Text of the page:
Cognitive Approach to Explaining Depression (Psychopathology)


Explanation 1: Beck’s Cognitive Triad

Beck came up with an explanation for depression using three main parts: a) Faulty Information Processing; b) negative self-schemas; c) the negative triad.


a) Faulty Information Processing=  Beck observed that people feeling depressed tend to focus more on the negatives of a situation, while overlooking the positives. They often twist and misinterpret information, a process called cognitive bias.

Beck listed various cognitive biases, including over-generalisations and catastrophising. For instance, a depressed person might make over-generalisations by drawing a broad conclusion from a single incident, like saying, ‘I failed one test, so I’ll fail ALL my exams!’ Alternatively, they may catastrophise, exaggerating a small setback and thinking it’s a complete disaster, such as, ‘I failed one test, so I'll never go to University or get a good job!’


b) Negative self-schemas= A schema is a 'package' of knowledge that holds information about ourselves and the world. Beck suggested that depressed individuals develop negative self-schemas, often stemming from negative experiences like criticism from parents, peers, or teachers during childhood.

Someone with a negative self-schema tends to interpret information about themselves negatively, which can lead to cognitive biases, as mentioned earlier.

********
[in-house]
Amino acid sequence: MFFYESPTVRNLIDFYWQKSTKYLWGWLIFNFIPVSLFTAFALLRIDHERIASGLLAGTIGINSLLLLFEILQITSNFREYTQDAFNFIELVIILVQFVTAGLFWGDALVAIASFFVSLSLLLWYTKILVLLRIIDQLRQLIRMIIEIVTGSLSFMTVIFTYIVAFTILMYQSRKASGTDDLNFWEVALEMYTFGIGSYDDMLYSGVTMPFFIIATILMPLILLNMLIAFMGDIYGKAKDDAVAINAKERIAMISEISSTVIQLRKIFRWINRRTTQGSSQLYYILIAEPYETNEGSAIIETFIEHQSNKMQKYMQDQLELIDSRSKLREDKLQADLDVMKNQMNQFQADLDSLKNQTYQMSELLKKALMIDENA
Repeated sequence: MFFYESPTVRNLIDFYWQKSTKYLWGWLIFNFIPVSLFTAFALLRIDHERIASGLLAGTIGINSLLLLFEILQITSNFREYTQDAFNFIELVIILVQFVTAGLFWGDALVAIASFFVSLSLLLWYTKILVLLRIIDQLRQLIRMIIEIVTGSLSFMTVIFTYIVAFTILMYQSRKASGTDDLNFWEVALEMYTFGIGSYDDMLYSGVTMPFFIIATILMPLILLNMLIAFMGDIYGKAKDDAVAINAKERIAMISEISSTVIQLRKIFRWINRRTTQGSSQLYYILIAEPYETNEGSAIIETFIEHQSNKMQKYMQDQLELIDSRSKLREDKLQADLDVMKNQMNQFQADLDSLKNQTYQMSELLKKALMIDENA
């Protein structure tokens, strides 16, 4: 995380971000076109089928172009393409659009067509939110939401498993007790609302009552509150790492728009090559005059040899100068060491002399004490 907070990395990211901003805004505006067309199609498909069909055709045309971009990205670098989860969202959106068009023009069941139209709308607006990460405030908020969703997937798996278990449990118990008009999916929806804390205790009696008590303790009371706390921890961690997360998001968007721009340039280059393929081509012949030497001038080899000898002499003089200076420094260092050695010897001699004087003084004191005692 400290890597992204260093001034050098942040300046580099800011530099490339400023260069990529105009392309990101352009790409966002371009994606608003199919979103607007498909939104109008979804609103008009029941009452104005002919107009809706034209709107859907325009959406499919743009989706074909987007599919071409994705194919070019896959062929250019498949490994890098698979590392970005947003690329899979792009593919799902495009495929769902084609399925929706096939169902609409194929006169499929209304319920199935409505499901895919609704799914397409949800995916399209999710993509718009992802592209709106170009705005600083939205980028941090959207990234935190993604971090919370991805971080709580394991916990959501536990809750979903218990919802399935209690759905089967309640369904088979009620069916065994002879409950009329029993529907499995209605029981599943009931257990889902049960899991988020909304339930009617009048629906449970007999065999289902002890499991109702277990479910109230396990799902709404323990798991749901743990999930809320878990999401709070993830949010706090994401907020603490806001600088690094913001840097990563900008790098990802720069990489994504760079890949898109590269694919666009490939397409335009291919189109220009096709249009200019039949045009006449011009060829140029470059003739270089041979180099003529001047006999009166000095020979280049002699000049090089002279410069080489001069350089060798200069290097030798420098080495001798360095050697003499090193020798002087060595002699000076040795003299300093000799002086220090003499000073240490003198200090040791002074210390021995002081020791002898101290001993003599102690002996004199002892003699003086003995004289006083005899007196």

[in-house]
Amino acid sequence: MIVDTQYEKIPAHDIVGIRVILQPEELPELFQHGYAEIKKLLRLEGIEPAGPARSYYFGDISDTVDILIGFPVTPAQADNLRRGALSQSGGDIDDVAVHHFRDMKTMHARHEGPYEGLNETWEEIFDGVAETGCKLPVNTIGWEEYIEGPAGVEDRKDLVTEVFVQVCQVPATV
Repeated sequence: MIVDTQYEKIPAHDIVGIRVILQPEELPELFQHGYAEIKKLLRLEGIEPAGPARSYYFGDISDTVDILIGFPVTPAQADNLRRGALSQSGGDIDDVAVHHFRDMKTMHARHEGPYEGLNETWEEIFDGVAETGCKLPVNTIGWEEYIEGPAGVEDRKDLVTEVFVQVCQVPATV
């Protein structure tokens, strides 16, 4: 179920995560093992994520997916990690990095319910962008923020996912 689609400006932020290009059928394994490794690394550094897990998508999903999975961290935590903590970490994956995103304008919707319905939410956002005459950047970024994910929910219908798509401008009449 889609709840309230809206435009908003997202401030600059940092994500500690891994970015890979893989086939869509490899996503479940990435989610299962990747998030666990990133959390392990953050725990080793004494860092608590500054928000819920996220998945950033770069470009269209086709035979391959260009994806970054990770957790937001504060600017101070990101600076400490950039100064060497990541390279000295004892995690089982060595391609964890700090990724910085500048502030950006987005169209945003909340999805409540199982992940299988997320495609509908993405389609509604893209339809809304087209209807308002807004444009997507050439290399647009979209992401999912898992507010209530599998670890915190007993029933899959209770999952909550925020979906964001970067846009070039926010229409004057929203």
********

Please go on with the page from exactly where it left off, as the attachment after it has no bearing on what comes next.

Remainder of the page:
c) The negative triad= Beck proposed that cognitive biases and negative self-schemas contribute to the negative triad, an overall negative and irrational perspective of oneself, the future, and the world. For people with depression, these thoughts happen automatically and are characteristic of their condition.

The self – ‘nobody loves me.’ The world – ‘the world is an unfair place.’ The future – ‘I will always be a failure.’

Evaluation of Beck's Explanation (A03)

+Real World Practical Applications= CBT, based on Beck's theory, focuses on challenging and changing the components of the negative triad. Identifying and challenging the elements of the negative triad is crucial in CBT, and this is a positive aspect because it demonstrates that the theory can be applied effectively in a treatment setting.

— Limited Explanatory Power= Beck's theory does not cover all aspects of depression. Patients with depression often go through various emotions, ranging from anger to sadness, which Becks theory does not consider. Additionally, some individuals may experience hallucinations or hold unusual beliefs due to other conditions like Cotard Syndrome. As a result, Becks theory falls short in explaining all cases of depression, as it concentrates on only one aspect of the condition.

 Explanation 2: Ellis' ABC model

Ellis offered a distinct perspective from Beck's cognitive triad in explaining depression, emphasising the role of rational and irrational thinking in mental health. According to Ellis, good mental health results from rational thinking, fostering happiness and freedom from pain. Conversely, depression stems from irrational thinking, hindering happiness and well-being.